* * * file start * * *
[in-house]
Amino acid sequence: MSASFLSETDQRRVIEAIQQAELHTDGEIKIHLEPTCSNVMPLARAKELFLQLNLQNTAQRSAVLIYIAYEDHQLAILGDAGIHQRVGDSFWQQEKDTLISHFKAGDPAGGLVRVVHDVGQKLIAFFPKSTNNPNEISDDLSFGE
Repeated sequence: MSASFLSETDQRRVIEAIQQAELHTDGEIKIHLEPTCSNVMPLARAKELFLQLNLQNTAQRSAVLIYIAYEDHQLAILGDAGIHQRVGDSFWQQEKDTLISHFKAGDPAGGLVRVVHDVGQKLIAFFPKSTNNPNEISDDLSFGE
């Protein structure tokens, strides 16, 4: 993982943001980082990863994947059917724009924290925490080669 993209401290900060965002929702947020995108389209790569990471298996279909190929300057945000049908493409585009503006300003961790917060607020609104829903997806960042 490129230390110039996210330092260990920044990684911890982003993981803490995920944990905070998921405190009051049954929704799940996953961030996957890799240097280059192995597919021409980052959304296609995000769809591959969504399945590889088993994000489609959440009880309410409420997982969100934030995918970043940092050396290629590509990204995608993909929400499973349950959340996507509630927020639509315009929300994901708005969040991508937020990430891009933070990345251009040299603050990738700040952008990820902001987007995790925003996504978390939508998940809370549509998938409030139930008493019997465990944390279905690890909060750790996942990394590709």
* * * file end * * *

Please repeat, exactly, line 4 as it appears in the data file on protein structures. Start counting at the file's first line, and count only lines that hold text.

């Protein structure tokens, strides 16, 4: 993982943001980082990863994947059917724009924290925490080669 993209401290900060965002929702947020995108389209790569990471298996279909190929300057945000049908493409585009503006300003961790917060607020609104829903997806960042 490129230390110039996210330092260990920044990684911890982003993981803490995920944990905070998921405190009051049954929704799940996953961030996957890799240097280059192995597919021409980052959304296609995000769809591959969504399945590889088993994000489609959440009880309410409420997982969100934030995918970043940092050396290629590509990204995608993909929400499973349950959340996507509630927020639509315009929300994901708005969040991508937020990430891009933070990345251009040299603050990738700040952008990820902001987007995790925003996504978390939508998940809370549509998938409030139930008493019997465990944390279905690890909060750790996942990394590709």